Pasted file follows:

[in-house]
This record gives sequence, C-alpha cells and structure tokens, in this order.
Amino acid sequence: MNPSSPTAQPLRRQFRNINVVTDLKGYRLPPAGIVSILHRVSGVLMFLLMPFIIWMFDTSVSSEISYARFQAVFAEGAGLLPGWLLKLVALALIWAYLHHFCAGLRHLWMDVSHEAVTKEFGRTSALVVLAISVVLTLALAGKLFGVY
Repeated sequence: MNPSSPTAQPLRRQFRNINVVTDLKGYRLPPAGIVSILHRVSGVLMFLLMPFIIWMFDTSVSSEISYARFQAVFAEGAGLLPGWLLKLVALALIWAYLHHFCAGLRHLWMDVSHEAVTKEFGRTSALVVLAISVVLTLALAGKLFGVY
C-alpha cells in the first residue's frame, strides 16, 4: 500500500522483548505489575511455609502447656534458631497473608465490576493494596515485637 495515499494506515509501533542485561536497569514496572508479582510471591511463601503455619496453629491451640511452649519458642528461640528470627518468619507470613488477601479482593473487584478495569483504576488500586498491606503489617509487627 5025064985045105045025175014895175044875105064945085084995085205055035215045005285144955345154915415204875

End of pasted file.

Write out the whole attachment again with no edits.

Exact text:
[in-house]
This record gives sequence, C-alpha cells and structure tokens, in this order.
Amino acid sequence: MNPSSPTAQPLRRQFRNINVVTDLKGYRLPPAGIVSILHRVSGVLMFLLMPFIIWMFDTSVSSEISYARFQAVFAEGAGLLPGWLLKLVALALIWAYLHHFCAGLRHLWMDVSHEAVTKEFGRTSALVVLAISVVLTLALAGKLFGVY
Repeated sequence: MNPSSPTAQPLRRQFRNINVVTDLKGYRLPPAGIVSILHRVSGVLMFLLMPFIIWMFDTSVSSEISYARFQAVFAEGAGLLPGWLLKLVALALIWAYLHHFCAGLRHLWMDVSHEAVTKEFGRTSALVVLAISVVLTLALAGKLFGVY
C-alpha cells in the first residue's frame, strides 16, 4: 500500500522483548505489575511455609502447656534458631497473608465490576493494596515485637 495515499494506515509501533542485561536497569514496572508479582510471591511463601503455619496453629491451640511452649519458642528461640528470627518468619507470613488477601479482593473487584478495569483504576488500586498491606503489617509487627 5025064985045105045025175014895175044875105064945085084995085205055035215045005285144955345154915415204875